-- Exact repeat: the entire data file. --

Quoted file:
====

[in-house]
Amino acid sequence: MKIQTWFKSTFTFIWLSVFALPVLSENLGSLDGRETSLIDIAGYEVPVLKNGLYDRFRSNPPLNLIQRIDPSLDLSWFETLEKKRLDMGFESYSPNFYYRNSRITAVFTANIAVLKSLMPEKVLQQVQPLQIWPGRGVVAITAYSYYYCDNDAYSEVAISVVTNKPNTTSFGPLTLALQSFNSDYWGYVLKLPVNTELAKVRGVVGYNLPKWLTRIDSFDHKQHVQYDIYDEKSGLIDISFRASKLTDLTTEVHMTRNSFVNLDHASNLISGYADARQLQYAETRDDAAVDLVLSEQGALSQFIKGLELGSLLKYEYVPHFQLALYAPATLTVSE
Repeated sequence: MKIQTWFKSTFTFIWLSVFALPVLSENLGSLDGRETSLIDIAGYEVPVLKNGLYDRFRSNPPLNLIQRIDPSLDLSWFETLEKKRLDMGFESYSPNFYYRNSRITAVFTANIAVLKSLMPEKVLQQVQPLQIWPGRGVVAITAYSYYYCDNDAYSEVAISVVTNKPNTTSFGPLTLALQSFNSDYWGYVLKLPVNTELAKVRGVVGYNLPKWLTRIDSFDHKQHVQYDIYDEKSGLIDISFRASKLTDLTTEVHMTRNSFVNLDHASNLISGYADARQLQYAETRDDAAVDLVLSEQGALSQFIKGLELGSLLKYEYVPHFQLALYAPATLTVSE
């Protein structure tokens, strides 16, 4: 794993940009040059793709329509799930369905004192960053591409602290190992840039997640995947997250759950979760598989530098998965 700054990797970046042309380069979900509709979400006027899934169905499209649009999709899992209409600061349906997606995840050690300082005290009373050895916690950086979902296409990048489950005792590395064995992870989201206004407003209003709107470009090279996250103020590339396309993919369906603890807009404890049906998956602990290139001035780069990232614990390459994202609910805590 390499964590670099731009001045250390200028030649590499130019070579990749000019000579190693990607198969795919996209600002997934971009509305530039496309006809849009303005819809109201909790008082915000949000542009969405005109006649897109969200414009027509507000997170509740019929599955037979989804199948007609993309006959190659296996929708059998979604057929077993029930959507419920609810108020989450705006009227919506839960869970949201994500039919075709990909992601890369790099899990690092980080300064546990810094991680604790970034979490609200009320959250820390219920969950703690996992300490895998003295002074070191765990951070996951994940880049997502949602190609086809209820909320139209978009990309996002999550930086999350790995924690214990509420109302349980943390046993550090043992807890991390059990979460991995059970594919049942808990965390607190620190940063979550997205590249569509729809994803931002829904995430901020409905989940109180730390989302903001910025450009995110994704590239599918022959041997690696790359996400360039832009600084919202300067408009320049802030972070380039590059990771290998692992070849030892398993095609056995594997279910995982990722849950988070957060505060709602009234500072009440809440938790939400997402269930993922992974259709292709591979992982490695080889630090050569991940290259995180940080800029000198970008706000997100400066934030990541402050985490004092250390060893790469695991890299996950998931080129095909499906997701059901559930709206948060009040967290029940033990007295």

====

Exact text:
[in-house]
Amino acid sequence: MKIQTWFKSTFTFIWLSVFALPVLSENLGSLDGRETSLIDIAGYEVPVLKNGLYDRFRSNPPLNLIQRIDPSLDLSWFETLEKKRLDMGFESYSPNFYYRNSRITAVFTANIAVLKSLMPEKVLQQVQPLQIWPGRGVVAITAYSYYYCDNDAYSEVAISVVTNKPNTTSFGPLTLALQSFNSDYWGYVLKLPVNTELAKVRGVVGYNLPKWLTRIDSFDHKQHVQYDIYDEKSGLIDISFRASKLTDLTTEVHMTRNSFVNLDHASNLISGYADARQLQYAETRDDAAVDLVLSEQGALSQFIKGLELGSLLKYEYVPHFQLALYAPATLTVSE
Repeated sequence: MKIQTWFKSTFTFIWLSVFALPVLSENLGSLDGRETSLIDIAGYEVPVLKNGLYDRFRSNPPLNLIQRIDPSLDLSWFETLEKKRLDMGFESYSPNFYYRNSRITAVFTANIAVLKSLMPEKVLQQVQPLQIWPGRGVVAITAYSYYYCDNDAYSEVAISVVTNKPNTTSFGPLTLALQSFNSDYWGYVLKLPVNTELAKVRGVVGYNLPKWLTRIDSFDHKQHVQYDIYDEKSGLIDISFRASKLTDLTTEVHMTRNSFVNLDHASNLISGYADARQLQYAETRDDAAVDLVLSEQGALSQFIKGLELGSLLKYEYVPHFQLALYAPATLTVSE
């Protein structure tokens, strides 16, 4: 794993940009040059793709329509799930369905004192960053591409602290190992840039997640995947997250759950979760598989530098998965 700054990797970046042309380069979900509709979400006027899934169905499209649009999709899992209409600061349906997606995840050690300082005290009373050895916690950086979902296409990048489950005792590395064995992870989201206004407003209003709107470009090279996250103020590339396309993919369906603890807009404890049906998956602990290139001035780069990232614990390459994202609910805590 390499964590670099731009001045250390200028030649590499130019070579990749000019000579190693990607198969795919996209600002997934971009509305530039496309006809849009303005819809109201909790008082915000949000542009969405005109006649897109969200414009027509507000997170509740019929599955037979989804199948007609993309006959190659296996929708059998979604057929077993029930959507419920609810108020989450705006009227919506839960869970949201994500039919075709990909992601890369790099899990690092980080300064546990810094991680604790970034979490609200009320959250820390219920969950703690996992300490895998003295002074070191765990951070996951994940880049997502949602190609086809209820909320139209978009990309996002999550930086999350790995924690214990509420109302349980943390046993550090043992807890991390059990979460991995059970594919049942808990965390607190620190940063979550997205590249569509729809994803931002829904995430901020409905989940109180730390989302903001910025450009995110994704590239599918022959041997690696790359996400360039832009600084919202300067408009320049802030972070380039590059990771290998692992070849030892398993095609056995594997279910995982990722849950988070957060505060709602009234500072009440809440938790939400997402269930993922992974259709292709591979992982490695080889630090050569991940290259995180940080800029000198970008706000997100400066934030990541402050985490004092250390060893790469695991890299996950998931080129095909499906997701059901559930709206948060009040967290029940033990007295």